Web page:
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Scripture Reflection - July 22, 2018

Sixteenth Sunday in Ordinary Time

Ps 54:6,8; Jeremiah 23: 1-6; Ps 23: 1-3,3-4, 5,6; Eph 2: 13-18; Jn 20: 27; Mark 6: 30-34


Leadership is the underlying theme of today’s readings. As Jeremiah shows, leaders do not always lead for the common good. As we know from experience, leadership takes many forms, from outstanding to practically non-existent, with many levels in between. We can usually identify a good leader from a bad one. A great leader is knowledgeable, communicates well, and cares about our input. We have many examples of good and bad leaders in our chaotic world.

In Jeremiah, we read, “Woe to the shepherds who mislead and scatter the flock of my pasture, says God… You have scattered my sheep and driven them away. You have not cared for them… I will appoint shepherds for them who will shepherd them so that they no longer fear and tremble, and none shall be missing…There are two prophetic statements in this first reading: God will appoint true shepherds, true, caring leaders and there will be a descendant of the line of David who will guide God’s flock and whose name will be our justice.”

Jesus demonstrates a different kind of leadership. In another reading, Jesus explains to the chosen disciples that to be a great leader means serving others, not lauding one’s position or oneself over others. Jesus and Robert Greenleaf’s ‘servant leader’ is one who goes out ahead and shows the way, serving all. It is the way of an ethical leader, a respectful leader, a quality-committed leader, and a leader who truly empowers others to be the same. (J. L. Evers in James E. Hennessey, Leadership, Ethics, Quality; Introduction, ii)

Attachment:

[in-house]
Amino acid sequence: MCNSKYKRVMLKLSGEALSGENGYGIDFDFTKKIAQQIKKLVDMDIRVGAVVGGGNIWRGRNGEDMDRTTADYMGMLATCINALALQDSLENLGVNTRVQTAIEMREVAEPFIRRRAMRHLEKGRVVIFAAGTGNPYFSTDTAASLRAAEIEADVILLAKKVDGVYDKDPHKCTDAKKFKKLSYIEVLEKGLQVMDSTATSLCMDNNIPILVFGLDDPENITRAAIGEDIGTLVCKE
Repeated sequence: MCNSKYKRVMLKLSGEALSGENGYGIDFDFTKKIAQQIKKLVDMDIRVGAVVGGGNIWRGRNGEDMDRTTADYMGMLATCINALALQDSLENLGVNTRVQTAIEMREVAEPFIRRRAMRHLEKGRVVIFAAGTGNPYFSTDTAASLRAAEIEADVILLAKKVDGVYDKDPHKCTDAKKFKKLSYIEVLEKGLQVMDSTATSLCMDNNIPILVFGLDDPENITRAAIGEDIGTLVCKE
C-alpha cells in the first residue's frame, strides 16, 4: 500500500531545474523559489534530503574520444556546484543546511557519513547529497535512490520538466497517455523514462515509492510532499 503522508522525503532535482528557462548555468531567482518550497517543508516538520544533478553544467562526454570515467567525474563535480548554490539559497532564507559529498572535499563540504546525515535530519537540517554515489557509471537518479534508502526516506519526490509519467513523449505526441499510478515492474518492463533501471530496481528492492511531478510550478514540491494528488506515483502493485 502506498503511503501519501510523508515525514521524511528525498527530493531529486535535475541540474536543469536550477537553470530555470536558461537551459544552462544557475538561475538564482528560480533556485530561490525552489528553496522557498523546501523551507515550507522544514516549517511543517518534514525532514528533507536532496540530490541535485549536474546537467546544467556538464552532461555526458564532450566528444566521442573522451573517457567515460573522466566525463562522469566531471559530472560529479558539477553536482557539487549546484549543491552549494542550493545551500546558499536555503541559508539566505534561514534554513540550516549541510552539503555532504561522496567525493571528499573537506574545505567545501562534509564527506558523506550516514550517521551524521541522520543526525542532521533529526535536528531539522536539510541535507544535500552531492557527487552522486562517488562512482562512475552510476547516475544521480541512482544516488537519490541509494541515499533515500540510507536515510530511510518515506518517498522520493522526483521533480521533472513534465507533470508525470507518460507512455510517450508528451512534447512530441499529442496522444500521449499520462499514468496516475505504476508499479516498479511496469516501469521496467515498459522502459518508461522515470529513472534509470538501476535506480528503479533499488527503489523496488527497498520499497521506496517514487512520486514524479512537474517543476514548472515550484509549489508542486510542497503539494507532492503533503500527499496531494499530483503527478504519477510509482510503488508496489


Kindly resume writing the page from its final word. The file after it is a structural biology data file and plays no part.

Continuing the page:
Jesus, the Good Shepherd, is the prototypical Servant Leader; leading a flock but caring for individuals.

In Mark’s Gospel, we see the caring part of Jesus’ leadership as he said to the apostles after they returned from their missions, “come away to a deserted place and rest awhile.” But when they arrived at the place, Jesus saw the crowds and was moved with pity, for they were like sheep without a shepherd; and he began to teach them.

In the Prayer After Communion, we pray, “Lead those you have imbued with heavenly mysteries to pass from former ways to newness of life.”

In our newness of life after Baptism, we have received and continue to receive the gifts enabling us to be servant leaders. Let us pray that we use these gifts, no matter our positions, in our daily interactions with all God’s people.

Sister Beryl Herdt, O.P.


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